From your perspective, what are some of the key differences between homeschooling and traditional schooling? What benefits do you believe homeschooling offers to children?

First of all, it's just a different way of living. It's not necessarily better, but it is a better fit for us.

What we really want to focus on is to have a big love of learning, be curious, know how to find answers, and be free to work and play with stuff you are interested in.

I also think that one of the potential upsides is a good internal compass, where it gets more difficult to accept toxic environments (like bullying), working on stuff that is not meaningful for you, and so on.

How do you address concerns about socialization for homeschooled children, particularly when they are constantly on the move as digital nomads? How do you ensure they have opportunities to interact with peers?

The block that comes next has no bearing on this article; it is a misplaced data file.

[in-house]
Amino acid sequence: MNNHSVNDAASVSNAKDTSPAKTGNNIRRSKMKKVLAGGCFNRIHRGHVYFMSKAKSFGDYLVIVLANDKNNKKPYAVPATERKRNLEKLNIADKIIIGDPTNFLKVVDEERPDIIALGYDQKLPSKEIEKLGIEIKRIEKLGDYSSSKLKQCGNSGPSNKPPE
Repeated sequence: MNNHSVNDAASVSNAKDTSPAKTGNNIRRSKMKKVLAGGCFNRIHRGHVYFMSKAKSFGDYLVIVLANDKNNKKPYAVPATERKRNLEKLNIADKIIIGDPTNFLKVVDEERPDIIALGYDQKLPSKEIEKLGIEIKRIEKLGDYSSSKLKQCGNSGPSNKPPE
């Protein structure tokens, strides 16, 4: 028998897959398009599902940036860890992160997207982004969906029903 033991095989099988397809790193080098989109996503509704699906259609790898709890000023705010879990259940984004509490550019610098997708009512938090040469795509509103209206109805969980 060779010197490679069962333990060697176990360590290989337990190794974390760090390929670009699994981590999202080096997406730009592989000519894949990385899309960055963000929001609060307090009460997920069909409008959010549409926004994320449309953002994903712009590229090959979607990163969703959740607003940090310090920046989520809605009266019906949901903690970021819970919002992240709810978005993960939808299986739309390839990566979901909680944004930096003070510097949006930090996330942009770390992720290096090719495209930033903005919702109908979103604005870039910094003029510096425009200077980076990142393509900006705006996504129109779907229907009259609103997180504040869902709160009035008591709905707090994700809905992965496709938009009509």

I don't think it's good for kids to be constantly on the move, just with their family and not a bigger tribe. That is why we also have a base in Denmark and just do smaller trips (max was 6 months).

The school doesn't have a monopoly on socialization, even though many believe kids can't be social without it.

Over the last few generations, we went from living with extended families to relying a lot on institutions. So if you opt out of that, then you really have to be proactive and build a community yourself.

We are surrounded by families and friends which makes it easier.

What are some of the challenges you have faced as a homeschooling parent while traveling and working remotely? How have you overcome those challenges?

When you are traveling with kids you are really living as a nuclear family to the extreme. We are also living like that in Denmark, but many times per week we see family, friends, neighbors, and so on, which you often don't have when you travel.